Last night as part of his whirlwind book tour, legendary Spanish chef Ferran Adrià spoke at the 92nd Street Y about closing elBulli, his work with the elBulliFoundation, and, of course, his brand new seven volume Phaidon opus. This being an Adrià lecture, there were plenty of imponderables (Is espresso a beverage? Is a coffee bean a product?), but really Adrià focused on the importance of studying cooking and studying elBulli: "People say 'elBulli: Deconstruction! Molecular cooking!" No. You have to study it."
Adrià also spoke more concretely about the three projects that have grown out of his elBulliFoundation: elBulli 1846 will be a museum-style 7,000 square-meter space in Spain that will be dedicated to the history and theory of cuisine and open to the public. elBulliDNA will be a team of 30-40 of the "most creative chefs in the world," who will come to elBulli 1846 and work for 8 months, "dialoguing" with journalists, architects, designers, and other creative types to "compare and share the creative process." "It will be like a lab within a museum," says Adrià. The team will also spend one month serving free dinners to guests who reserve via an online lottery.
Lastly, there's Adrià's massive culinary wiki/"internet tool" Bullipedia and its team, the BullipediaLab. The team will be staffed by 80 experts from various disciplines including anthropology and archeology, all working towards creating "a taxonomy" of cooking that will be shared on the internet. Their work on "decoding the culinary genome" will go online (presumably still in a beta form) on October 8th in conjunction with an exhibit in Madrid. Adrià says he's eager for feedback.
Below, the top 10 quotes from Adrià's lecture:
1) On why he closed elBulli: "It was to not close elBulli. It may seem strange, but one of the most important things in creativity is to anticipate what's going to happen ... We thought elBulli in the form it was in then could last maybe five more years and then what? How many vanguard restaurants that we've admired have died? They don't have a legacy, we don't have a memory of them. We didn't want that to happen with elBulli."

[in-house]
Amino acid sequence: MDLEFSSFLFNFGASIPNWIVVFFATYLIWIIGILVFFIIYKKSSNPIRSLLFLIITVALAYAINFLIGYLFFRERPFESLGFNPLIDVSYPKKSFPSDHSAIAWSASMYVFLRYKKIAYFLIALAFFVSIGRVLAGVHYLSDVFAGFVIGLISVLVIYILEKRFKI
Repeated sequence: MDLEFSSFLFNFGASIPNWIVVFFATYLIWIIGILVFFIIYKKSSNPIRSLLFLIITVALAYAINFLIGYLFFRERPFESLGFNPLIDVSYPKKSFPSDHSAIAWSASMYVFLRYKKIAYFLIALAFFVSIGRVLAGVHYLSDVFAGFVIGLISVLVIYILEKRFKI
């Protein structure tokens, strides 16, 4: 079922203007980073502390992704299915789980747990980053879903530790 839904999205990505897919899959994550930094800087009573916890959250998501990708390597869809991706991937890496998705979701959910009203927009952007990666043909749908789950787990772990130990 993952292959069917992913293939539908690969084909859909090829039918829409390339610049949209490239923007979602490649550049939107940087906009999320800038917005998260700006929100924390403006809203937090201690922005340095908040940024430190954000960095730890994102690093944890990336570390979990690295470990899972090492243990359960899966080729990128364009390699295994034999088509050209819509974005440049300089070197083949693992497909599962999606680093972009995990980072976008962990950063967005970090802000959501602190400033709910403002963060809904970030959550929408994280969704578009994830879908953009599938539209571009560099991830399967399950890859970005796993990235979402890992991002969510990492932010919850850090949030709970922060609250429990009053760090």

2) On the elBulliFoundation: "I'm happy people don't fully understand it. Very happy, because it means it's something new. If when I explained the project everybody understood, people would say it's very simple. When people don't understand it, it's a trick, a big bluff. Or it's something new."
3) On the 8-month elBulliDNA residencies: "It's incredible. 40 people, the best in the world, eight months, creating things they can share with the world. Why? Because this is a hard job, and people don't have time. There are few chefs that really allow themselves the luxury to create."
4) On the most important question a creative person can ask: "Why is the only question. Simple. Why am I creative? Why am I here today? Why are you here today?"
5) On the problems of defining cooking: "When you go to eat sashimi, where's the fire? What about tartare? Or salad? 99% of dictionaries say that cooking is a transformation with fire."
6) On tradition: "Tradition is a lie. It's all a lie. People say 'No don't touch this recipe.' Do you know what a vinaigrette was in 1350? It was used for stews. This is documented."
7) On defining cooking: "Cooking is a decision. For example if I do this [peels a banana, mimes taking a bite] is it cooking? ... Some people say no. If a chimpanzee does it, it's clear it's not cooking. Because he doesn't have the will; he wants to eat, basically, his intention to not to cook ... For me, it's the will or the intention ... Sometimes I sit down, I decide I'm going to enjoy the banana, because they told me it's a special banana and it's wonderful. And I take it, I start to eat it, smell it, enjoy it. I feel the textures and I appreciate it. And I'm cooking. And that's my vision."
8) On the components required to cook: "A product, hands, tools, techniques/technologies, and a result."
9) On the misunderstood elBulli: "People said for years that elBulli's cooking was very technological. All cooking is technological."
10) On his brother, chef Albert Adrià: "My brother Albert, he created elBulli with me. To me he's the most creative chef working ... He decided to change his creative aspirations. He has four projects in Barcelona, they're incredible. He's shown young people you can have a great restaurant, be happy, make money, without having three Michelin stars or being extremely creative. And he does creativity, but at a middle level. If you make the decision to play at the top level, people are relentless and you have to prepare yourself mentally."
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